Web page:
The Russian Casualties
Overall, the Ukrainian Ministry of Defense claimed that as of Sunday, Ukrainian forces have killed approximately 71,200 Russian troops (and wounded approximately thrice that number), destroyed 274 fighter, attack, and transport jets, 252 attack and transport helicopters, 2,672 tanks, 1,724 artillery pieces, 5,453 armored personnel carriers and infantry fighting vehicles, 383 Multiple Launch Rocket Systems (MLRS), 16 boats and cutters, 4,120 vehicles and fuel tanks, 197 anti-aircraft batteries, 1,412 tactical unmanned aerial systems, 154 special equipment platforms, such as bridging vehicles, and four mobile Iskander ballistic missile systems, and 352 cruise missiles shot down by the Ukrainian air defenses.
In combination to the heavy casualties that the Russian military has been suffering in Ukraine, Moscow is having trouble raising more forces. Despite a partial mobilization that officially drafted 300,000 troops (unofficial estimates put the number of drafted Russians as high as one million), Russian frontline units are suffering from extreme manpower shortages. This has led Russian commanders to assume a defensive posture almost all across Ukraine. The Ukrainian forces had gained the strategic advantage, and now they have the operational and tactical ones too.
The Plight of Wagner Group
A few days ago, Russian businessman Yevgeny Prigozhin went online and admitted the allegations that Wagner Group, the infamous private military company he founded, has dropped its recruiting standards in order to meet the manpower demands of the war in Ukraine.
Prigozhin is a very close ally of Russian President Vladimir Putin, who has used Wagner Group repeatedly in the past in order to achieve foreign policy goals all across the world, including Ukraine, Libya, Syria, the Central African Republic, and Mali.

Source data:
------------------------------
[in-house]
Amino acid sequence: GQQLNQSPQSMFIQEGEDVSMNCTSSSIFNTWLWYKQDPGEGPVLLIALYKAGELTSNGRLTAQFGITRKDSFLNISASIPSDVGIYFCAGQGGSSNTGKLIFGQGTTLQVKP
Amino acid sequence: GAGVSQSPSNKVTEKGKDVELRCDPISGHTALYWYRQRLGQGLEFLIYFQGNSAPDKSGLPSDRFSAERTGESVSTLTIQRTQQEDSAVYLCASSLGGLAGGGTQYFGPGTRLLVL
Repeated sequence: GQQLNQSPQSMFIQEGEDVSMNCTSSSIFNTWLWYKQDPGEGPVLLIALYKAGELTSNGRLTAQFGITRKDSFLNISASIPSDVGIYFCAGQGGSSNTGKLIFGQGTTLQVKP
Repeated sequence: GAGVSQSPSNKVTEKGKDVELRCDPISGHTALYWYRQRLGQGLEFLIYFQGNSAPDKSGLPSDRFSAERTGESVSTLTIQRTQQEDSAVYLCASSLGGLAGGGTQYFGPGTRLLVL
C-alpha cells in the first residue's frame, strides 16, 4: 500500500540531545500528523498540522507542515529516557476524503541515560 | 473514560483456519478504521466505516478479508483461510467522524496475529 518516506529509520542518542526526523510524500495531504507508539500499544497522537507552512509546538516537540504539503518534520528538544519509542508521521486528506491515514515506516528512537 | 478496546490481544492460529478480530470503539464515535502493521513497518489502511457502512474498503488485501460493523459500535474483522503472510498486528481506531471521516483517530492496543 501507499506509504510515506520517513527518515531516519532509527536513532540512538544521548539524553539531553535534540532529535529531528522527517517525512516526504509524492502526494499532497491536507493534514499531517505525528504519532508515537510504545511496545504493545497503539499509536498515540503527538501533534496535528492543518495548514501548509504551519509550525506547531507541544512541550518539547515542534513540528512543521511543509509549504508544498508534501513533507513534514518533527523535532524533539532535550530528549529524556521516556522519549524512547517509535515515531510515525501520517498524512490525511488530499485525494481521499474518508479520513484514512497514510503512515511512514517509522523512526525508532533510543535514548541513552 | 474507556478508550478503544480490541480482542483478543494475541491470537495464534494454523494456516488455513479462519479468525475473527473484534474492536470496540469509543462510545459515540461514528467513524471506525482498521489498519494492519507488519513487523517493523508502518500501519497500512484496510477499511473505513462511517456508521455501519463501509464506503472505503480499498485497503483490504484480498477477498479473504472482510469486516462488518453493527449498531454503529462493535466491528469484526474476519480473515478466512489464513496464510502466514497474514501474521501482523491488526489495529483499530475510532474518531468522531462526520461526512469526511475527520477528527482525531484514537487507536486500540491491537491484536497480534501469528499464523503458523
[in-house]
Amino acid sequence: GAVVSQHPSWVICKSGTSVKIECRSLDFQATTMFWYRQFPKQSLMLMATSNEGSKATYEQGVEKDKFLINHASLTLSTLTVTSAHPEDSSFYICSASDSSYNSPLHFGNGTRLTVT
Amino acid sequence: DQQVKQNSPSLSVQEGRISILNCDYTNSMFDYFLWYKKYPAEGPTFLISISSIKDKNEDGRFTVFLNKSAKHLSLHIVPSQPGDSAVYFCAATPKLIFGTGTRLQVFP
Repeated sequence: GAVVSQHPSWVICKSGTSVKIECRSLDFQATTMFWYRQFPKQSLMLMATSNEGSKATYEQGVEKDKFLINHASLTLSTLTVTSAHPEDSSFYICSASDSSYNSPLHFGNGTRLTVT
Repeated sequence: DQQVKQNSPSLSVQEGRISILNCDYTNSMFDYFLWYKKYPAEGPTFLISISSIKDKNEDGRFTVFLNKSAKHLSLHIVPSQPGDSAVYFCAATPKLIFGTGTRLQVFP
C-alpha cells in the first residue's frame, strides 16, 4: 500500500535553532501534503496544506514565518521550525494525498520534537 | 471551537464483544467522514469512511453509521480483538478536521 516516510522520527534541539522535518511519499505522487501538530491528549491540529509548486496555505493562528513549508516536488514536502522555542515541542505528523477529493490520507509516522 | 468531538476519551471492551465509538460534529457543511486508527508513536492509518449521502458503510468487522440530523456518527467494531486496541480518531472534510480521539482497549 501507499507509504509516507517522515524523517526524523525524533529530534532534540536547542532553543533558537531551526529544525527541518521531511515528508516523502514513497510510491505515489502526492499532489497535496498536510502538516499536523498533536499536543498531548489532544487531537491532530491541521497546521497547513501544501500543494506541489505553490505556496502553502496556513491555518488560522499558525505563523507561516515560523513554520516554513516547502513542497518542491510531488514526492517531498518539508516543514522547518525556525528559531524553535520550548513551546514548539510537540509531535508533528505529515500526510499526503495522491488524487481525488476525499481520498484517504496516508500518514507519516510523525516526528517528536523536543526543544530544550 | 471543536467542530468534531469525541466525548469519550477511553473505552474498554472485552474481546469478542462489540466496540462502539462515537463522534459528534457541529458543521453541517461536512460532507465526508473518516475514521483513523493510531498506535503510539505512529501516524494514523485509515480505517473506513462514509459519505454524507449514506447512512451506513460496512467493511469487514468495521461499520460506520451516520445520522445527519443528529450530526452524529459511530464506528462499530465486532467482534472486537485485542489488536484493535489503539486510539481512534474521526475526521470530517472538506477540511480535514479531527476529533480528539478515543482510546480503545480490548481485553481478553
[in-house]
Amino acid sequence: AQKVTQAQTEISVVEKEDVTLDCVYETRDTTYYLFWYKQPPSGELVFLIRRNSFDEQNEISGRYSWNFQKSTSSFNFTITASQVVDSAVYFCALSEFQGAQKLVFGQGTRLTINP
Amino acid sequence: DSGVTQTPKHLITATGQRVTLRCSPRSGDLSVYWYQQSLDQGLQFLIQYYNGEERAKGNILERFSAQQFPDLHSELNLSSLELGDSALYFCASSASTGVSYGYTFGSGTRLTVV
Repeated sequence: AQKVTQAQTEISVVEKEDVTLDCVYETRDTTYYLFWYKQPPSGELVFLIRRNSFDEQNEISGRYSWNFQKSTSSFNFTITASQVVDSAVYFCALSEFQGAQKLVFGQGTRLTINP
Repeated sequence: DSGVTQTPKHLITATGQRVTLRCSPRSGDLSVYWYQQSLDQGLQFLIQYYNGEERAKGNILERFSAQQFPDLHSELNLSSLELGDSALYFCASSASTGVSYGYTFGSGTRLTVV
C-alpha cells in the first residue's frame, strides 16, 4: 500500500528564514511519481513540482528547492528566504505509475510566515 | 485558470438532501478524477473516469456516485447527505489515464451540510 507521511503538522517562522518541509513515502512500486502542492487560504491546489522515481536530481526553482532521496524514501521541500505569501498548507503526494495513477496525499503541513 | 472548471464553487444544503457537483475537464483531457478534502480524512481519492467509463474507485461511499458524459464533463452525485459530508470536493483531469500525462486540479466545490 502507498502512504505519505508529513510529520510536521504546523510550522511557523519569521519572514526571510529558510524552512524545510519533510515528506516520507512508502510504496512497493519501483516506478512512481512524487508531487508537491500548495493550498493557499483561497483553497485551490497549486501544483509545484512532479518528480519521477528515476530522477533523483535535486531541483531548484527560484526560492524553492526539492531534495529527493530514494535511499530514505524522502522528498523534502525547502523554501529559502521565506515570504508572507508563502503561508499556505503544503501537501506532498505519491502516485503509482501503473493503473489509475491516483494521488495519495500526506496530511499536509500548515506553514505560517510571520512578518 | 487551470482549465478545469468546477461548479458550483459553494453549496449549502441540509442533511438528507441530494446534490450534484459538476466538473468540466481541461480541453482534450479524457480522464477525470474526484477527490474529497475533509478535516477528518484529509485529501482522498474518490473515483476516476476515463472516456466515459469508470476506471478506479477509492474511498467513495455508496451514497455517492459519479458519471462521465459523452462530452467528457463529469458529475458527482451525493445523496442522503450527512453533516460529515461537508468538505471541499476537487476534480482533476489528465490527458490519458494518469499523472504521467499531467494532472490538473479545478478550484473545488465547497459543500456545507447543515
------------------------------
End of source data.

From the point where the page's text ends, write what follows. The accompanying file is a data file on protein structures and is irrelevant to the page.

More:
According to Prigozhin, Wanger Group is now recruiting Russian inmates with serious health issues, including HIV and Hepatitis C. The practice of Wagner Group recruiting from Russian prisons has already been verified through open-source intelligence.
“The role of Wagner Group has evolved significantly since Russia’s invasion of Ukraine. In previous conflicts, it maintained relatively high recruitment standards, with many of its operators having previously served as professional Russian soldiers,” the British Military Intelligence assessed in its latest operational update on the war.
If there was any question about whether the Russian forces prioritized quantity over quality, the embarrassing admissions by one of Putin’s closest allies should dismiss any doubts about the recruiting priorities of the Russian military and the dire situation it has found itself in after nine catastrophic months of war in Ukraine.
Wagner Groups is playing an increasingly more important role in the Russian campaign.
“Prigozhin’s has recently discussed plans to create a 200km long defensive ‘Wagner Line’ in eastern Ukraine. This endeavour would require a large labour force. There is a realistic possibility that some of the convict recruits will initially be put to work constructing the defences,” the British Military Intelligence added.
Expert Biography: A 19FortyFive Defense and National Security Columnist, Stavros Atlamazoglou is a seasoned defense journalist specializing in special operations, a Hellenic Army veteran (national service with the 575th Marine Battalion and Army HQ), and a Johns Hopkins University graduate. His work has been featured in Business Insider, Sandboxx, and SOFREP.
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